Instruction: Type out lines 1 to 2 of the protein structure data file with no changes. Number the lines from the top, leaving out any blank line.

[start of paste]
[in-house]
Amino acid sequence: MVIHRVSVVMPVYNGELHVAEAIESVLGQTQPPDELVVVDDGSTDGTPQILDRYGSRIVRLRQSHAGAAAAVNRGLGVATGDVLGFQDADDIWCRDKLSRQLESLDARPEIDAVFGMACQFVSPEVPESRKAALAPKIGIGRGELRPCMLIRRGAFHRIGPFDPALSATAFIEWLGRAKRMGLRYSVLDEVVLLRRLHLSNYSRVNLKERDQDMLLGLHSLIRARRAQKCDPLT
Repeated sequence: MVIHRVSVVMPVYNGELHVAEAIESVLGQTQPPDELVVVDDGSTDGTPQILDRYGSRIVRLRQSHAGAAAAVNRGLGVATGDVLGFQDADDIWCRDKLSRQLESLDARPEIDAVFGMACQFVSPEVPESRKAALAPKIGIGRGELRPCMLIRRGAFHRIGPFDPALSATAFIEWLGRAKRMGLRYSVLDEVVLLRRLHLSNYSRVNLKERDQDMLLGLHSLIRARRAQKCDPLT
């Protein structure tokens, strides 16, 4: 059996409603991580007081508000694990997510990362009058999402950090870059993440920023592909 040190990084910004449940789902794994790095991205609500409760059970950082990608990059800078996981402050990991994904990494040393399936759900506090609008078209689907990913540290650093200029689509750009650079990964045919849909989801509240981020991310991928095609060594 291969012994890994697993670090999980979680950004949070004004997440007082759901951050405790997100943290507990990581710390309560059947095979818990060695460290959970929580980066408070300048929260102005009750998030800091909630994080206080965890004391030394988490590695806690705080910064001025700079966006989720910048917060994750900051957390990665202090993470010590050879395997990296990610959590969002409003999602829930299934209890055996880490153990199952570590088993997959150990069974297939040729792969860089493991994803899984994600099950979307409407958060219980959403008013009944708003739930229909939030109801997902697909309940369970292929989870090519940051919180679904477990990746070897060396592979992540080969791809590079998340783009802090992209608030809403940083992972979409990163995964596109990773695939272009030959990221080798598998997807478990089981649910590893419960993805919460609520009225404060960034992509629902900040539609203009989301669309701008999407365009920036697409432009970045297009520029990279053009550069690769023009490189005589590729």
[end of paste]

[in-house]
Amino acid sequence: MVIHRVSVVMPVYNGELHVAEAIESVLGQTQPPDELVVVDDGSTDGTPQILDRYGSRIVRLRQSHAGAAAAVNRGLGVATGDVLGFQDADDIWCRDKLSRQLESLDARPEIDAVFGMACQFVSPEVPESRKAALAPKIGIGRGELRPCMLIRRGAFHRIGPFDPALSATAFIEWLGRAKRMGLRYSVLDEVVLLRRLHLSNYSRVNLKERDQDMLLGLHSLIRARRAQKCDPLT